How can multiple sclerosis (MS) affect my speech and swallowing?
Speech difficulties are common in multiple sclerosis (MS) -- an autoimmune disease of the central nervous system where communication between the brain and other parts of the body is disrupted due to a break down in the insulating myelin that surrounds a person's nerves. Such problems are especially common in people with advanced disease, and can result from damage to areas of the brain that control language, speech production, swallowing, breathing, and cognition. They can range from mild difficulties where the person takes extra long pauses between words or syllables to severe problems that make it difficult to speak and be understood, such as slurred speech.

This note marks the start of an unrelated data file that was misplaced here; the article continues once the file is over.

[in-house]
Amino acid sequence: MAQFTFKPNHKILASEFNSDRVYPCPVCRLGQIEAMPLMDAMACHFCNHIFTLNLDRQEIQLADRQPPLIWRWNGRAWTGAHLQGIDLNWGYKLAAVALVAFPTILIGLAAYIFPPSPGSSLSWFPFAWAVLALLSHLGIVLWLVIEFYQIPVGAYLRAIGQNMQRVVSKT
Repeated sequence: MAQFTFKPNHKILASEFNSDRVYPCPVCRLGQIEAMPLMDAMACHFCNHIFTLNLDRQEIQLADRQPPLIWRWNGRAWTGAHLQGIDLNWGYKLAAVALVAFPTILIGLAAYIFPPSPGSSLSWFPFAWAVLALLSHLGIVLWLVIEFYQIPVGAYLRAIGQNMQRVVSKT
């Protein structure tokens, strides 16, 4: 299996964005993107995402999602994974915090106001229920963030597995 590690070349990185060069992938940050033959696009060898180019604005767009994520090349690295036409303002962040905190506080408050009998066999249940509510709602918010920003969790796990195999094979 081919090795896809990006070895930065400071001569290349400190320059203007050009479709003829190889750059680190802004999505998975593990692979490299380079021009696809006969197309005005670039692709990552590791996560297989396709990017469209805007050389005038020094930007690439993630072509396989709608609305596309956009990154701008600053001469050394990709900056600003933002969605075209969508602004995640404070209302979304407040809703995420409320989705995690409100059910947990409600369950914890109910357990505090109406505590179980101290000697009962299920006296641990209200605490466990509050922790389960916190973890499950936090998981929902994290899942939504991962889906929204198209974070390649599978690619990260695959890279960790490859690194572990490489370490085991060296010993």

Losing the ability to communicate effectively through speech can be devastating for both you and your loved one. Be patient and kind with each other. There are assistive devices that may be helpful, everything from voice amplifiers to alphabet cards to computers.
Problems with speech and swallowing seen in multiple sclerosis (MS) aren't all about articulation and aspiration. Some of the most common complaints are choking on food or drink, feeling as if things are not being fully swallowed, or fatigue while eating, and changes in vocal quality, emphasis and pitch.

Continue Learning about Living With Multiple Sclerosis

Important: This content reflects information from various individuals and organizations and may offer alternative or opposing points of view. It should not be used for medical advice, diagnosis or treatment. As always, you should consult with your healthcare provider about your specific health needs.